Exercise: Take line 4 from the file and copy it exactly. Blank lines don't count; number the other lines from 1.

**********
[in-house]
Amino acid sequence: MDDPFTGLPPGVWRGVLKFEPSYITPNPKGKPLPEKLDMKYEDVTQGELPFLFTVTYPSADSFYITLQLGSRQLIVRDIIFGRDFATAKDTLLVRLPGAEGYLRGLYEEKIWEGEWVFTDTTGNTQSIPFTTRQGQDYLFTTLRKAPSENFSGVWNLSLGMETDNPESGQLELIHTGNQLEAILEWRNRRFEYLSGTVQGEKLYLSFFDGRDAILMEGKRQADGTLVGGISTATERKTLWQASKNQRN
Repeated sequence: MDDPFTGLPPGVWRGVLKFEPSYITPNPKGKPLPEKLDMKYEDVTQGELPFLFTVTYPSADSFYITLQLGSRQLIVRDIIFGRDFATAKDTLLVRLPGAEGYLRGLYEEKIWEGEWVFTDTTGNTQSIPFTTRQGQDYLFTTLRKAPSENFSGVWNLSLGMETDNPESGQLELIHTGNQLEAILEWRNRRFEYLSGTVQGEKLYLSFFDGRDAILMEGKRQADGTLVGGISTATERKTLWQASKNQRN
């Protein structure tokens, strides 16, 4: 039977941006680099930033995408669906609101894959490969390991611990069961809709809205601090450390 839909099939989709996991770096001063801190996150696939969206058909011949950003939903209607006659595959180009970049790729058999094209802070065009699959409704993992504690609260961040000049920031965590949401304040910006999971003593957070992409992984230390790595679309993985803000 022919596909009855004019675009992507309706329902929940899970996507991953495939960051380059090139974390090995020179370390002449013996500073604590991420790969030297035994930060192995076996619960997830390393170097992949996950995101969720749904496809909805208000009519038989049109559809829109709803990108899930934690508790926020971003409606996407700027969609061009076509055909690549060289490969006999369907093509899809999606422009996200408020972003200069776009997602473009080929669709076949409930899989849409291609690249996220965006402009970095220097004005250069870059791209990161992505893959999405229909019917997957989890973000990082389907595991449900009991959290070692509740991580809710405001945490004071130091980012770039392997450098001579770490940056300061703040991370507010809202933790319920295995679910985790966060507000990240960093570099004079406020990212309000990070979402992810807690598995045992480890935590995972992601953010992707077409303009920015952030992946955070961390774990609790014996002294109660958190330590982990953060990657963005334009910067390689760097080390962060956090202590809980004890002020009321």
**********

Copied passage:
């Protein structure tokens, strides 16, 4: 039977941006680099930033995408669906609101894959490969390991611990069961809709809205601090450390 839909099939989709996991770096001063801190996150696939969206058909011949950003939903209607006659595959180009970049790729058999094209802070065009699959409704993992504690609260961040000049920031965590949401304040910006999971003593957070992409992984230390790595679309993985803000 022919596909009855004019675009992507309706329902929940899970996507991953495939960051380059090139974390090995020179370390002449013996500073604590991420790969030297035994930060192995076996619960997830390393170097992949996950995101969720749904496809909805208000009519038989049109559809829109709803990108899930934690508790926020971003409606996407700027969609061009076509055909690549060289490969006999369907093509899809999606422009996200408020972003200069776009997602473009080929669709076949409930899989849409291609690249996220965006402009970095220097004005250069870059791209990161992505893959999405229909019917997957989890973000990082389907595991449900009991959290070692509740991580809710405001945490004071130091980012770039392997450098001579770490940056300061703040991370507010809202933790319920295995679910985790966060507000990240960093570099004079406020990212309000990070979402992810807690598995045992480890935590995972992601953010992707077409303009920015952030992946955070961390774990609790014996002294109660958190330590982990953060990657963005334009910067390689760097080390962060956090202590809980004890002020009321």